Knowing Our Why // Atonement and Restorative Justice

Beginning this evening, some of our Jewish community members will be observing Yom Kippur, the Day of Atonement. One aspect of atonement that I find fascinating is the concept of Teshuva, or repentance. 
Teshuva literally translates to “return”—a return to wholeness and right relationship. One scholar of Jewish ethics described the primary purpose of repentance in atonement as one of ethical self-transformation.
The concept of Teshuva resonates with me, and I can clearly see the connections to our own practice of Restorative Justice here at Berkwood Hedge School. In practicing Restorative Justice, we ask ourselves to take the very steps traditionally associated with Teshuva. We:
  • Recognize our actions that have caused others harm
  • Approach the person or people harmed, starting with apology
  • Make great effort to make amends for our actions, either by repairing the harm, if repair is possible, or by undertaking a task to bring benefit to the person and the community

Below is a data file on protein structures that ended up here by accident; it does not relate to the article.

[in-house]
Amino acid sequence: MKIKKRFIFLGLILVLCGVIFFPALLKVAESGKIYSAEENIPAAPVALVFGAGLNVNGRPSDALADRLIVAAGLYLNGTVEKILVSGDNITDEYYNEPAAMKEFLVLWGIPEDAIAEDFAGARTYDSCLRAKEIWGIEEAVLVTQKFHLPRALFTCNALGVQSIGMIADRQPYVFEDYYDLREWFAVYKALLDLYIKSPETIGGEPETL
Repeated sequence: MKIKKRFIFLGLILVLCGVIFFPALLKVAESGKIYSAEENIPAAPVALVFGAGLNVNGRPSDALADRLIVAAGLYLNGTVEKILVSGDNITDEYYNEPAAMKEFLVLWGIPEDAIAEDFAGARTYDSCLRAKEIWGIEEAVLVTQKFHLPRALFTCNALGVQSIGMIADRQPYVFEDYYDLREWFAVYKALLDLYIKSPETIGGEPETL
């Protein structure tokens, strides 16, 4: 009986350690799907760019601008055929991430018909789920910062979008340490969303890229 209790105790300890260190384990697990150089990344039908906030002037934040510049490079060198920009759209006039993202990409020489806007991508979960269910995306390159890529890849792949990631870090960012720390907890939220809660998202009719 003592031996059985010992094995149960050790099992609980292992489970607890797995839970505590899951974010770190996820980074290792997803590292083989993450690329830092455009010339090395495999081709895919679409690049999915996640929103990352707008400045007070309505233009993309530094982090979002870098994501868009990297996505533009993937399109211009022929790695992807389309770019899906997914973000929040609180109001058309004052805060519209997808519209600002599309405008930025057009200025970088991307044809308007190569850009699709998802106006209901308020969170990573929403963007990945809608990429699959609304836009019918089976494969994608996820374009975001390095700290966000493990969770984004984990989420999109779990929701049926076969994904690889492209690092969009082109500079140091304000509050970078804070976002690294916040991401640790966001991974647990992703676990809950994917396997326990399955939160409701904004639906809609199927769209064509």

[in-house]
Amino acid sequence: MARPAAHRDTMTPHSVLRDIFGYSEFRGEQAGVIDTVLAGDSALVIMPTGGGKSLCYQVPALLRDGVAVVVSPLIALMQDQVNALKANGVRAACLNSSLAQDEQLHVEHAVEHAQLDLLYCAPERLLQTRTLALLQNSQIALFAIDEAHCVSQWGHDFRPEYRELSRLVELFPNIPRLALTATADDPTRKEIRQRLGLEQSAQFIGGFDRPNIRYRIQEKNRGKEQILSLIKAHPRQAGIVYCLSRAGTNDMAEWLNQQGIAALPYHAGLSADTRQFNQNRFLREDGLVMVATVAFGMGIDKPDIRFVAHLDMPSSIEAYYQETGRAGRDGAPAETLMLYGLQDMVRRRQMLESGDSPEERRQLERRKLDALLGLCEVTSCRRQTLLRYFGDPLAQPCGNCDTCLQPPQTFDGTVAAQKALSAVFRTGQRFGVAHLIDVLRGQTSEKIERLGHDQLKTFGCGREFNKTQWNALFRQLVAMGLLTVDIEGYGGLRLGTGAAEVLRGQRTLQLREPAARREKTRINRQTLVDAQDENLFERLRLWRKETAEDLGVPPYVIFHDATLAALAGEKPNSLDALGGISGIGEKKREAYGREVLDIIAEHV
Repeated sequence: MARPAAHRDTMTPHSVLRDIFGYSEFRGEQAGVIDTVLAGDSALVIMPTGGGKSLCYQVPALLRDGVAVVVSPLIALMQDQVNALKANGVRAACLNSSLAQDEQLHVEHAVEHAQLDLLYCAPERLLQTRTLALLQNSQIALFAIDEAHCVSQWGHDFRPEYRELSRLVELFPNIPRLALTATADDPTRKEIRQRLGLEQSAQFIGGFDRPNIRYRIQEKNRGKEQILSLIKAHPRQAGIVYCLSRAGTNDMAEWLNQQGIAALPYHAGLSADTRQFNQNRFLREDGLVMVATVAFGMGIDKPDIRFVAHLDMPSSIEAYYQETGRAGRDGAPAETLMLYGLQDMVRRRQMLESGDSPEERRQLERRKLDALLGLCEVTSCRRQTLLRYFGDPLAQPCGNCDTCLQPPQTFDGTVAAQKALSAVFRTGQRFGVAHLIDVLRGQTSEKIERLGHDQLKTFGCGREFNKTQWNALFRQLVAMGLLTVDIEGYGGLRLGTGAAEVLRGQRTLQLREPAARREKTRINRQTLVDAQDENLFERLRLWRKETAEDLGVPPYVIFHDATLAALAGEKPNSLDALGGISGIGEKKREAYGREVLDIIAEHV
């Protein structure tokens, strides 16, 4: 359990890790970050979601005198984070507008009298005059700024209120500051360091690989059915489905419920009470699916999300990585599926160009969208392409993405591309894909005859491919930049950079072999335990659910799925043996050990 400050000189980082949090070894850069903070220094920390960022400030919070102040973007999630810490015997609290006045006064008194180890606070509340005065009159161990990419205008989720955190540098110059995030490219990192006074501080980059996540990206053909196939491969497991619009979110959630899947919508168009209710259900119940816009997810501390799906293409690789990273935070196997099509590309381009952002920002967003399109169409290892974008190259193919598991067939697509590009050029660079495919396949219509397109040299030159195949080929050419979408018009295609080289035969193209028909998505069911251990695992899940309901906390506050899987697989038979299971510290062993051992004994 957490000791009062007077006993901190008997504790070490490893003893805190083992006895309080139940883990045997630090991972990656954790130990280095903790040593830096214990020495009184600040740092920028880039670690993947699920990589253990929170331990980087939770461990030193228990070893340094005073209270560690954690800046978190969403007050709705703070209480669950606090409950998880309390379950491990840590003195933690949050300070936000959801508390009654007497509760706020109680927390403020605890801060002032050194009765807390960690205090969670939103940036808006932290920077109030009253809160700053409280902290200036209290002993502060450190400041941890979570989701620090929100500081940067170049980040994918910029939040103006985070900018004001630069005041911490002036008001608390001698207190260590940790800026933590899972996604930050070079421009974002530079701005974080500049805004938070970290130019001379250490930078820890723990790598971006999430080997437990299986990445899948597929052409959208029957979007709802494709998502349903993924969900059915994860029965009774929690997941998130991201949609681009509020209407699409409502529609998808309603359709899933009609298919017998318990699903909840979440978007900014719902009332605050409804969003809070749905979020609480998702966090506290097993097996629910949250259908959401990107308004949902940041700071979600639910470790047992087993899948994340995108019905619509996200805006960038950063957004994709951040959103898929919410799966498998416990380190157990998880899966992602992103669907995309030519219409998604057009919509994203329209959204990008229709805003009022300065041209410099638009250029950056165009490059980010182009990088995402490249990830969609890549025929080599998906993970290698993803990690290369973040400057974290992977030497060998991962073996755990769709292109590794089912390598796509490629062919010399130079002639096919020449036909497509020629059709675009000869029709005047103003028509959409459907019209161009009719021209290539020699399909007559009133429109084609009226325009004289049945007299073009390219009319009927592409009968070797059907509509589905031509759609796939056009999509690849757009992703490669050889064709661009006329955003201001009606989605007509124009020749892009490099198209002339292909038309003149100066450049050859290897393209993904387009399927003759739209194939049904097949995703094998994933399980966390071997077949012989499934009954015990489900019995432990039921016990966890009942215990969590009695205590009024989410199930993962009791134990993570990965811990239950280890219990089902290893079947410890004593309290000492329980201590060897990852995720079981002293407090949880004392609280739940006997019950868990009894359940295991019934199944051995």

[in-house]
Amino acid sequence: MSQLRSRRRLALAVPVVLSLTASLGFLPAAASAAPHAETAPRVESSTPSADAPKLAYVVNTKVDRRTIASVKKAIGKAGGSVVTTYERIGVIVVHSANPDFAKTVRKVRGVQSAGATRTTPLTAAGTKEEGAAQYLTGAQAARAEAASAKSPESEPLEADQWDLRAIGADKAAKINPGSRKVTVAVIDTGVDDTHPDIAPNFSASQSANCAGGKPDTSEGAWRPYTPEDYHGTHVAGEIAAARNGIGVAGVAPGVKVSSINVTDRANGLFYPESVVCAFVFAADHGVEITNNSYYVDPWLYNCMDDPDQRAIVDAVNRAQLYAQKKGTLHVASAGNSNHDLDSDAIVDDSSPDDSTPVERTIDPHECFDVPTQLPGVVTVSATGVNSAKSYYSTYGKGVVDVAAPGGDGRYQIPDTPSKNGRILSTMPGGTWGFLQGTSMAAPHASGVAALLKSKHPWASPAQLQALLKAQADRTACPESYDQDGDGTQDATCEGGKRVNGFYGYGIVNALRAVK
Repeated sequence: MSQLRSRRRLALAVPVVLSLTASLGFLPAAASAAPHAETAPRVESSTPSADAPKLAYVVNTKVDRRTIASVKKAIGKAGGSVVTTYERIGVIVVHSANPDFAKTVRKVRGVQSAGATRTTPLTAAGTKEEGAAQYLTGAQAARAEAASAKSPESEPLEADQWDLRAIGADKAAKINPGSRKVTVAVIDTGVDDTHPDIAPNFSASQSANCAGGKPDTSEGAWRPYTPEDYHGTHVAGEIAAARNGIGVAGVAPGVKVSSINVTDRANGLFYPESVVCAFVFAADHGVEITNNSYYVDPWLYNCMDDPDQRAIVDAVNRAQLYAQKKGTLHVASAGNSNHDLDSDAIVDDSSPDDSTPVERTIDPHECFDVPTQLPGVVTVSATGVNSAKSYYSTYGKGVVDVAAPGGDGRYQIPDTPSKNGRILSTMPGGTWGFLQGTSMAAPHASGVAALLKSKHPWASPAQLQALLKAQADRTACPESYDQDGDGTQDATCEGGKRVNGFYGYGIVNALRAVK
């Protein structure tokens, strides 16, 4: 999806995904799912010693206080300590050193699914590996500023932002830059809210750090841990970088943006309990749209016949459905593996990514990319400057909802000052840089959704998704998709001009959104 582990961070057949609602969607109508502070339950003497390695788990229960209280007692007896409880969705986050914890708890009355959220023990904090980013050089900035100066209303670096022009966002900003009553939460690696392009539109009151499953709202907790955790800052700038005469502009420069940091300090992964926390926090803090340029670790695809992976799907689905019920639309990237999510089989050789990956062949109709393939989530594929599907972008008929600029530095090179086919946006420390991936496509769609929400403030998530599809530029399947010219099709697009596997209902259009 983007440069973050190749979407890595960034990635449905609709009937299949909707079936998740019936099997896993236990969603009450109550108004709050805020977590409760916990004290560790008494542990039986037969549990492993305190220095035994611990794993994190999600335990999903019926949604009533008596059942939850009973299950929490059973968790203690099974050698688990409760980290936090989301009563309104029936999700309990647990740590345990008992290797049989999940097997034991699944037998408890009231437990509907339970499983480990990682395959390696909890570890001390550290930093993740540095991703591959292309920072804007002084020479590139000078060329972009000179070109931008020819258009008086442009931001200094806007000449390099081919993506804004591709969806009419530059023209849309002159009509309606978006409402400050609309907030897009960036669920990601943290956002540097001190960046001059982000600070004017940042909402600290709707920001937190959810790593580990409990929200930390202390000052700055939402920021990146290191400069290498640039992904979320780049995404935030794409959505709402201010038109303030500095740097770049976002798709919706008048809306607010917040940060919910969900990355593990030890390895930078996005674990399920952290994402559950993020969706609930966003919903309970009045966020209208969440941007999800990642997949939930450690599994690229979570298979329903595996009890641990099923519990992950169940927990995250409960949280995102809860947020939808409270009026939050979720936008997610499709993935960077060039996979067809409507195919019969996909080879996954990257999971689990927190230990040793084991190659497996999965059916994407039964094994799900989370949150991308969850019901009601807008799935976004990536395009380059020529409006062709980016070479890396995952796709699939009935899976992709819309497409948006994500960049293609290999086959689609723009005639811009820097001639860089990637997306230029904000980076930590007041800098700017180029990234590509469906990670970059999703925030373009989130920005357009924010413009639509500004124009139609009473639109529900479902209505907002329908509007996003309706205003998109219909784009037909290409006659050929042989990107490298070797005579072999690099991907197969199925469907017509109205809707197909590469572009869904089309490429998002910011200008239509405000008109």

• Consider the habits of mind, heart, and social structures that have brought us to take these actions
  • Make great effort to address these factors and work on transformation
Restorative Justice is a very old concept found in many cultures and faiths in addition to Judaism, including many Native American and First Nations cultures, Islam, several African communities, as well as Maori legal systems. We are finding Restorative Justice, like the concept of Teshuva, to be a meaningful process for our individual and collective growth and ethical self-transformation.
To our friends observing Yom Kippur, we wish an easy fast and a new year rich with peace, love, joy and gratitude. Shalom.
In Partnership,
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